Daly, Maureen (2002). Seventeenth Summer. New York: Simon Pulse. 291 pages.
Summary and Evaluation: Angie Morrow has just finished High School and expects to spend her summer hanging around the house and reading, but that was before she starts going out with Jack. Angie discovers the sensation and anxiety of being in love as Jack takes her sailing driving and picnicking in their small town. As the summer progresses, Angie makes mistakes along the way like going out with Tony when she should have said “no,” and learning what it is like to think constantly about a boy. Jack and Angie’s feelings for one another intensify, but they are forced to face the realities that summer does not last forever. At first Angie’s naivety and the slow narration of the text frustrated and annoyed me. Angie rarely speaks to Jack and though they are in love they hardly know each other. But as the story progressed, I began to enjoy the long descriptions of nature scenes and Angie’s introspective moments. Her innocence progressed into a deep understanding of herself. The book is successful in showing Angie’s maturation from a child into an adult. By the end of the story, she is no longer as concerned with what her parents think. While at times the text was overdone, it still told stories without words. I knew exactly what Lorraine’s relationship with Martin was without being told the details and without Angie even realizing them. The old fashioned language like “fellows” and “go with” even became enjoyable.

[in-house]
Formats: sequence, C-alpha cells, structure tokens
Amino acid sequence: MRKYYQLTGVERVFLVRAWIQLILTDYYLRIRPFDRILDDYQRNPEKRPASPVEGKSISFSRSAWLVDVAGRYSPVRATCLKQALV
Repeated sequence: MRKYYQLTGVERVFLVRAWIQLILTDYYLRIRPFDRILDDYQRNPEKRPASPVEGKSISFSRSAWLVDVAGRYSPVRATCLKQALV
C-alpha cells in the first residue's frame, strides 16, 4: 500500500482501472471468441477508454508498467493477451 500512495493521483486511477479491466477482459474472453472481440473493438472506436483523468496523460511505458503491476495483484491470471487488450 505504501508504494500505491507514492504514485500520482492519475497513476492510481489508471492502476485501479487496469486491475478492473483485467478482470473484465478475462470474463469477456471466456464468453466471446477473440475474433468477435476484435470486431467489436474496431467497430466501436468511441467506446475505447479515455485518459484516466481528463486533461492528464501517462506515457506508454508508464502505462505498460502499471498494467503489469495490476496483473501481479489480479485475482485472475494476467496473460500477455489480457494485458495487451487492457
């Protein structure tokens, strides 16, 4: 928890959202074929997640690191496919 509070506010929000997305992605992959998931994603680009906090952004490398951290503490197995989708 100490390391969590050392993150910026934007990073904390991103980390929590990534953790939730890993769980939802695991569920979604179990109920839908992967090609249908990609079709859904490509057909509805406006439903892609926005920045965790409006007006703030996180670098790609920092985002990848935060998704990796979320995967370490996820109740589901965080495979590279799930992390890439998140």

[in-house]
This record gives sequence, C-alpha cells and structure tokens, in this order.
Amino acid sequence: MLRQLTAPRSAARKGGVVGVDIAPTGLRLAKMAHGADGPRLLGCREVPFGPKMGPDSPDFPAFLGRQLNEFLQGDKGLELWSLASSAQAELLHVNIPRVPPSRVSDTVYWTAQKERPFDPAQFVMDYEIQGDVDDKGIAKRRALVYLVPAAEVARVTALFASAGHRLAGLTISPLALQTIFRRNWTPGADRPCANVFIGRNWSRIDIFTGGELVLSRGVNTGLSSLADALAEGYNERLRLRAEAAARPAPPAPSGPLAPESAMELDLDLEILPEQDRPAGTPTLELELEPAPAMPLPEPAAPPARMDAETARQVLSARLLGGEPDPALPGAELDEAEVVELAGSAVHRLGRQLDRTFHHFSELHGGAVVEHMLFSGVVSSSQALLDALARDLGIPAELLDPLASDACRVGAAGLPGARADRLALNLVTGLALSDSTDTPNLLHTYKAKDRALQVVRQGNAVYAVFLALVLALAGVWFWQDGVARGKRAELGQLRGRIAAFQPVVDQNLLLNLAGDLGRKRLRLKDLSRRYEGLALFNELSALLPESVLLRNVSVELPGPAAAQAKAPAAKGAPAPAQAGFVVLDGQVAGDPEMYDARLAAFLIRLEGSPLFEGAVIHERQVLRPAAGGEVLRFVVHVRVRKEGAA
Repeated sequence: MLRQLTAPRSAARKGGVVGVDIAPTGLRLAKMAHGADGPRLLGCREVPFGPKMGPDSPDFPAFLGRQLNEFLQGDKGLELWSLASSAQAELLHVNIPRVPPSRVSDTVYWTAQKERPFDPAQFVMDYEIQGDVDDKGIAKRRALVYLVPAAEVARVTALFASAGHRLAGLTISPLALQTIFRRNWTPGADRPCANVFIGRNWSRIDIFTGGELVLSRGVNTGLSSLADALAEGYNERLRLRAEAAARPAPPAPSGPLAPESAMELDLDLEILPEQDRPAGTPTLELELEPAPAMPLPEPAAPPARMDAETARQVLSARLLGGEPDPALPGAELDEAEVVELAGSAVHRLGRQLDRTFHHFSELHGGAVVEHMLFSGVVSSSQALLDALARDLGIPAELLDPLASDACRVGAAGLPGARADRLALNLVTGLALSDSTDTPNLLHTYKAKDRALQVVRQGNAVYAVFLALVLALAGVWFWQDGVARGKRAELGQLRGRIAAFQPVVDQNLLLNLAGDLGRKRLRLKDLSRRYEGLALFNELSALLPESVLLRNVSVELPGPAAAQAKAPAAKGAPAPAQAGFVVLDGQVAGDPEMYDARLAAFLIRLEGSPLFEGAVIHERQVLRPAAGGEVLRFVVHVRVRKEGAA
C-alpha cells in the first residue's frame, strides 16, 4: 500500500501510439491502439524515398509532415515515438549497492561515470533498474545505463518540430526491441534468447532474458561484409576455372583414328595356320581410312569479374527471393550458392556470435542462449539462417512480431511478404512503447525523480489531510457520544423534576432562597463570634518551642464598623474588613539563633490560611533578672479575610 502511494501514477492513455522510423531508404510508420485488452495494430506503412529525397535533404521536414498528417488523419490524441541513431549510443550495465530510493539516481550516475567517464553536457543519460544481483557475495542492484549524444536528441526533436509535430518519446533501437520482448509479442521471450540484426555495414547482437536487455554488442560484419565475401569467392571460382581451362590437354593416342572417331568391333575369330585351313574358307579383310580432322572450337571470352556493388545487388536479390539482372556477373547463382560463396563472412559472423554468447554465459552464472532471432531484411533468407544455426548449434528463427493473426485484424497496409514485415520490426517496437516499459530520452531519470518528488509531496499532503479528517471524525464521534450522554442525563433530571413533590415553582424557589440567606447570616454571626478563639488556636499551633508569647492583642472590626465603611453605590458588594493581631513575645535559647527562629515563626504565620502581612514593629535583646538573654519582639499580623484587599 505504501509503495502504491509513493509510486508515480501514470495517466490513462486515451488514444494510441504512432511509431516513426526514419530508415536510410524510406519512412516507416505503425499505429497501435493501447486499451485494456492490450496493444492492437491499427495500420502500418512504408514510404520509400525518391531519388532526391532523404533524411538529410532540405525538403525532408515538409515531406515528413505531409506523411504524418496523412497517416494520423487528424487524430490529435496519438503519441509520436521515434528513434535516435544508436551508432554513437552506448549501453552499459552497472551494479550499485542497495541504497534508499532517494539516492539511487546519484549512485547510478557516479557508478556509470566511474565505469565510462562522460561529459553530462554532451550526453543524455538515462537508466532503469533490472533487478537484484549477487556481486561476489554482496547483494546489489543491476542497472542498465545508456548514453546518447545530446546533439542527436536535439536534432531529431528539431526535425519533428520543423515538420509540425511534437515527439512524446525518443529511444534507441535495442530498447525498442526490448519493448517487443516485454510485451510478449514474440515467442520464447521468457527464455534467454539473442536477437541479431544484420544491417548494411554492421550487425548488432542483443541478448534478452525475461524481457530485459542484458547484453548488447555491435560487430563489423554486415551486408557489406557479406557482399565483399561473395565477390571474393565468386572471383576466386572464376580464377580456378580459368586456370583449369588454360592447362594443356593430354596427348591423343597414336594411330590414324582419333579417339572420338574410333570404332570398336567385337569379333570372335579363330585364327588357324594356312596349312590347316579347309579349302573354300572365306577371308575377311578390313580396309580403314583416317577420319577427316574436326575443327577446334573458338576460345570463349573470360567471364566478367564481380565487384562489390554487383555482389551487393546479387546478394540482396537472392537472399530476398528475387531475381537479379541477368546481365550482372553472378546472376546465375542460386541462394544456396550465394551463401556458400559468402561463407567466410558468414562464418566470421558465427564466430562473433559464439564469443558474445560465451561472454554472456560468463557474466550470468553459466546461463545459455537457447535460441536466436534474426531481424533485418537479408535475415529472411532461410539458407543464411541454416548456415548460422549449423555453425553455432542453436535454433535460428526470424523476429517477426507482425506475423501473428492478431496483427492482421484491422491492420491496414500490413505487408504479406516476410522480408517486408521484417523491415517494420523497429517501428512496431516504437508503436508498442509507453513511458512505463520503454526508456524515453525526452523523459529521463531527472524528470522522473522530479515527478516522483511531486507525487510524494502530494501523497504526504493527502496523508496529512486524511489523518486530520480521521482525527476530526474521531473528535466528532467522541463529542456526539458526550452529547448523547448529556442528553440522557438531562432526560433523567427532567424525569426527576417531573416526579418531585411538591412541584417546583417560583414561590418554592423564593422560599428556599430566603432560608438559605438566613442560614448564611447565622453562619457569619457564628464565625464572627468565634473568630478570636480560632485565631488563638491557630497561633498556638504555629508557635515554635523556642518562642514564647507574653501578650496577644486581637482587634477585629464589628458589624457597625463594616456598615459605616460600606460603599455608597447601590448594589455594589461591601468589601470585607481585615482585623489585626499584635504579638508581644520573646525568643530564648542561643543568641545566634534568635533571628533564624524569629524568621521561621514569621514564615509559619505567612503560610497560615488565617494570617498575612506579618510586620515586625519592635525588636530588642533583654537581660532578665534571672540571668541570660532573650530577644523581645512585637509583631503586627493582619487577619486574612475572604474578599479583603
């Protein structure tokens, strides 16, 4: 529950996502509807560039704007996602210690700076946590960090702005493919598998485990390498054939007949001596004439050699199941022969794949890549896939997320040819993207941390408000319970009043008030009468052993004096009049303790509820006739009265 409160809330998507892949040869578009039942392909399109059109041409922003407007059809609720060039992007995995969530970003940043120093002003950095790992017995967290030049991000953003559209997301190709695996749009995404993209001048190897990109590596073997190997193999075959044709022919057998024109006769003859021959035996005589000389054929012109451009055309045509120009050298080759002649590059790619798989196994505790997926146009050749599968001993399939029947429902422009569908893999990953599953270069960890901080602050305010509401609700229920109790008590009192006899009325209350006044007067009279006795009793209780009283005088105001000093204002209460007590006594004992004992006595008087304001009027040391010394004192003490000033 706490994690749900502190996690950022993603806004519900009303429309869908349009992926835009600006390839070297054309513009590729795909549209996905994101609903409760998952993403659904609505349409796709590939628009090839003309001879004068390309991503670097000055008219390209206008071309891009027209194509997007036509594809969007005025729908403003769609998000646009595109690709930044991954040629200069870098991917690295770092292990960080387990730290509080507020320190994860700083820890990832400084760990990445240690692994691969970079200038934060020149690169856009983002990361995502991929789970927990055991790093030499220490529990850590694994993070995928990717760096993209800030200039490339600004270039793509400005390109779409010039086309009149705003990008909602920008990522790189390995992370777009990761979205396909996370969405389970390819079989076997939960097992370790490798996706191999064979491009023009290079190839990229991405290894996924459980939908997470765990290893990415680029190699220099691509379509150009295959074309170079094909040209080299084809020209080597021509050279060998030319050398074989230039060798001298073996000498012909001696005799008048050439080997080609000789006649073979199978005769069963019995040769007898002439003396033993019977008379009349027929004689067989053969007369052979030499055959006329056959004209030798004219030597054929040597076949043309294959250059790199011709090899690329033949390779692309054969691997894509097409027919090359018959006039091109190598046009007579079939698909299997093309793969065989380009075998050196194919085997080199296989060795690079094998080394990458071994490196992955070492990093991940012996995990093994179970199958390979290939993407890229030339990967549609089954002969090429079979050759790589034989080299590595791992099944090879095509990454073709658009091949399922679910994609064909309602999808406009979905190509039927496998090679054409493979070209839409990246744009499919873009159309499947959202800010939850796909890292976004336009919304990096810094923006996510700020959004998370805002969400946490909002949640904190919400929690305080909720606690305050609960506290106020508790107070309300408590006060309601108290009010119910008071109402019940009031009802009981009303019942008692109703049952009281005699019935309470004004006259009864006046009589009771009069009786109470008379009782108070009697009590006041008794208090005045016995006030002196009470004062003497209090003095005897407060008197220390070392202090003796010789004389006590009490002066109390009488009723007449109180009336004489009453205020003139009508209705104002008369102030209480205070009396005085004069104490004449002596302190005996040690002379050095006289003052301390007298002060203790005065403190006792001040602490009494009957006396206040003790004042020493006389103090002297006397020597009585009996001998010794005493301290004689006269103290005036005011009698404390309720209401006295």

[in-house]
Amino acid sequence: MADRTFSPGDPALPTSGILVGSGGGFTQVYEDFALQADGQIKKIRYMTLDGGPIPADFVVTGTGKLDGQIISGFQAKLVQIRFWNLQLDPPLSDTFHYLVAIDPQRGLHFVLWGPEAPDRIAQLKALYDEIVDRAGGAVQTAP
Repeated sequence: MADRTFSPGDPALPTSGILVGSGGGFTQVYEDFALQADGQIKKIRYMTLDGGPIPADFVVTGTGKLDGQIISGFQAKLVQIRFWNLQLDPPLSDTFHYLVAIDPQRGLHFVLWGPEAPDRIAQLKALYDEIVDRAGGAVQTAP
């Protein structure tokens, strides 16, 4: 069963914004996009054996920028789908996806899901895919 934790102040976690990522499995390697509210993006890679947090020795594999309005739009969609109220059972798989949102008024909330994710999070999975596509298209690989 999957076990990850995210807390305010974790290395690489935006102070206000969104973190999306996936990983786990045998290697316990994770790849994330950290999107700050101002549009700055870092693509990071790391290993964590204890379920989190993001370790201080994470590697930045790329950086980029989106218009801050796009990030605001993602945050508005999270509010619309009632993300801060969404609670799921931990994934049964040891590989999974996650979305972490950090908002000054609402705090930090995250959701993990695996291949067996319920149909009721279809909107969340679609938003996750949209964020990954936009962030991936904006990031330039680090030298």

Booktalk Hook: This book presents a culture of dating and adolescence that has disappeared and is a depiction of average life in early 1940's America. I would present it as a romance from a different time and offer at an entertaining contrast from YA romance novels of today.
2 weeks ago